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CHURCH RULES FOR CONFESSION & HOLY COMMUNION

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  • Basil Yakimov
    CHURCH RULES FOR CONFESSION & HOLY COMMUNION by Protopriest Gregory Naumenko If thou desirest, O man, to eat the Body of the Master, approach with fear lest
    Message 1 of 2 , Jul 31, 2006
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      CHURCH RULES FOR CONFESSION & HOLY COMMUNION
      by Protopriest Gregory Naumenko

      "If thou desirest, O man, to eat the Body of the Master, approach with fear
      lest thou be burnt, for It is fire."

      "Behold, I approach the Divine Communion. O Creator, let me not be burnt by
      communicating, for Thou art Fire consuming the unworthy." (From the Prayers
      Before Holy Communion)

      Those who desire to have Confession and to commune of the Holy Mysteries
      must prepare properly, according to the rules instituted by the Holy
      Orthodox Church. Namely:

      Those who desire to commune on Sunday must begin preparation from the
      previous Monday by at least being continually conscious of the fact that
      they are preparing to partake of the Most precious Body and Blood of our
      Lord Jesus Christ.

      Explanation: In the 32nd chapter of the Typicon (book of church rules) we
      read: "When one desires to commune of the Holy Mysteries of Christ, it is
      most proper for him/her to keep properly the entire previous week; to
      remain in fasting, prayer and complete sobriety from the previous Monday;
      and then, with fear and great reverence, to receive the Most precious
      Mysteries.

      Fast according to the rules of the Church.

      Explanation: During the entire Great Lent and Dormition Fast, we do not
      partake of meat, eggs, milk and fish (Fish is allowed only on the days of
      Annunciation and Palm Sunday, and, during the Dormition Fast, on
      Transfiguration. During the entire Nativity Fast and Apostles; Fast, we do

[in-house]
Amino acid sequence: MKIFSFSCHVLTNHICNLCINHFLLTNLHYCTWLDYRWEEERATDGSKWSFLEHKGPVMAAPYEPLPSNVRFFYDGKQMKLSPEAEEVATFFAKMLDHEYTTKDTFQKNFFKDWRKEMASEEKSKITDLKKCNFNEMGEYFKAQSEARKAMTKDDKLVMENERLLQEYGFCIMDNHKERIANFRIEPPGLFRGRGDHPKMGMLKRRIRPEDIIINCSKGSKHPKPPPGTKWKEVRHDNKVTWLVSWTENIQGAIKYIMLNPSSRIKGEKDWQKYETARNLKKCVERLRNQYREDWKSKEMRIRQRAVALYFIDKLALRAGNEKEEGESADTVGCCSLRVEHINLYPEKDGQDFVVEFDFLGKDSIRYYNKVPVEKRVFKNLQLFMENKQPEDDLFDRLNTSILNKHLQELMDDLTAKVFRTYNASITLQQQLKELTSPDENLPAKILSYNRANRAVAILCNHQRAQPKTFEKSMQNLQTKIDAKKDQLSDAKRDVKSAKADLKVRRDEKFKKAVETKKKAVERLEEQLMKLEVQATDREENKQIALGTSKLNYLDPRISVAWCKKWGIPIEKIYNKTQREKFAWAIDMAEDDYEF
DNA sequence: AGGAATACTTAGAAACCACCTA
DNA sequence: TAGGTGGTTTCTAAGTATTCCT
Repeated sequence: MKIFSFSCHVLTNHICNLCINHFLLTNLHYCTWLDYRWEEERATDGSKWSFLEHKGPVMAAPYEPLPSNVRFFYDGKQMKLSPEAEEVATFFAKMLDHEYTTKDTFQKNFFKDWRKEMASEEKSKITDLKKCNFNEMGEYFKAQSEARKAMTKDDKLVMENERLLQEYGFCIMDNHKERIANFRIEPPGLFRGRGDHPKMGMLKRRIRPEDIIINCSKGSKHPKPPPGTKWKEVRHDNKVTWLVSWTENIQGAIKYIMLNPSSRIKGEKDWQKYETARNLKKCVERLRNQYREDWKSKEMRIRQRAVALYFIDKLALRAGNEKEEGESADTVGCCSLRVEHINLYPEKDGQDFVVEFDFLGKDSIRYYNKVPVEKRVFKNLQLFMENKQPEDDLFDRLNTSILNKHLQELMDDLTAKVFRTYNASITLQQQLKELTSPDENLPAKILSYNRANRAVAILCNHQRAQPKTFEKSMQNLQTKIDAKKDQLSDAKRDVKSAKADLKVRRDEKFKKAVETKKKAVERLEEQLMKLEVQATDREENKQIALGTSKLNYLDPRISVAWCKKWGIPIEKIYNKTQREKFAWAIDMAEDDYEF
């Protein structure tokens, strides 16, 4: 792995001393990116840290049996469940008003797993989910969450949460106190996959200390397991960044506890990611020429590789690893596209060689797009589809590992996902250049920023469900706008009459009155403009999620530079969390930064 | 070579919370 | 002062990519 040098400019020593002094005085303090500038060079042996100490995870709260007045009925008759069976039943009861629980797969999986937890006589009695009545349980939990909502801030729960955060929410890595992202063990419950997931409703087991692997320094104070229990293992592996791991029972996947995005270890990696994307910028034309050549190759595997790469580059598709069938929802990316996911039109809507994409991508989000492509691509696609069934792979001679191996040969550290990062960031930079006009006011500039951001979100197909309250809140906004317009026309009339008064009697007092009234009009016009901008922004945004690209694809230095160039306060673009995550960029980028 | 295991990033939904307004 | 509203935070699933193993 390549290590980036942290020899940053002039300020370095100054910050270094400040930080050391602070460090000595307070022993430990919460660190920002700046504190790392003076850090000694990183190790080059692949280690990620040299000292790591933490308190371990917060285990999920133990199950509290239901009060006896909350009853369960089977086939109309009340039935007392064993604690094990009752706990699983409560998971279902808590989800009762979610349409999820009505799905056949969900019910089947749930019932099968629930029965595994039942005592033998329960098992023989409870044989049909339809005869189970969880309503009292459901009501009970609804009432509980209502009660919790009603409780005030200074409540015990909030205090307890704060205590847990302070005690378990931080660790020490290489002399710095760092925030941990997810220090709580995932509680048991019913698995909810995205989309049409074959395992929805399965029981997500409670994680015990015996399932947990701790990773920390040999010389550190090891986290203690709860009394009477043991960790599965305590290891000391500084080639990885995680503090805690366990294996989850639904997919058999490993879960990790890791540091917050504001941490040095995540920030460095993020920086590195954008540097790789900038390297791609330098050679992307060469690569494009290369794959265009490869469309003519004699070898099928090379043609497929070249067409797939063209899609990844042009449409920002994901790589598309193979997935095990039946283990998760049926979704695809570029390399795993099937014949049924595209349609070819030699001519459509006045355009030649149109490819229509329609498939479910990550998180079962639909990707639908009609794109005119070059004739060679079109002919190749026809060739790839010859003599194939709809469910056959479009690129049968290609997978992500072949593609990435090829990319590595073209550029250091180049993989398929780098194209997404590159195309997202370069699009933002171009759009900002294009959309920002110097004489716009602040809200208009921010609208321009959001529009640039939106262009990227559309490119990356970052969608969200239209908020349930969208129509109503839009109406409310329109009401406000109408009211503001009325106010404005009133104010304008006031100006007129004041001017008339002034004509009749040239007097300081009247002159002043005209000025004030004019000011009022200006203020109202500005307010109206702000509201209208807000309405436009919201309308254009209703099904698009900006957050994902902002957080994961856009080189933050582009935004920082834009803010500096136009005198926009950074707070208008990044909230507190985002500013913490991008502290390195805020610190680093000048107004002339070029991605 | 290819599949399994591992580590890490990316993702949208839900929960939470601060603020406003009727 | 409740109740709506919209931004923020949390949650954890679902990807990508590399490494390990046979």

not partake of meat, eggs or milk. It is allowable to lessen the fast only
      in the case of severe illness, for small children, the feeble and elderly,
      and for women who are pregnant or breast-feeding.

      Be present at and attentively participate in the evening services before
      the day of Holy Communion.

      Explanation: Communion of the most pure Body and Blood of the Lord Jesus
      Christ is the highest form of communion with the Lord God. Communing is the
      completion, the culmination of our communion with God. If a person comes to
      the chalice without having gone through the struggle of prayer, through
      which he comes nearer to God, if he does not go through a process of
      ever-increasing interaction with God, then this leap, as it were, from
      noncommunion to the ultimate level of communion (i.e., Holy Communion) is
      too drastic. That person is unworthy at that point for the acceptance of
      the Body and Blood of the Lord, and for that person the Gifts become "fire,
      consuming the unworthy." In other words, for such a person, Communion
      brings not healing, but harm. This is why it is necessary to be at the
      Divine Services preceding Holy Communion, for they are one of the most
      important forms of interaction with God available to us, and thus an
      important component of our preparation.

      Those preparing for Communion must have Confession before or following the
      service on the eve before Holy Communion. Confession before Liturgy is
      permissible only as an exception for those who cannot come in the evening
      because of the condition of their health or for some other justifiable
      reason.

      Explanation: Since we must be in church on the eve of receiving Holy
      Communion, it is wise for us to have Confession at that time. In the
      evening there is no hurry; one can calmly and thoughtfully lay out one's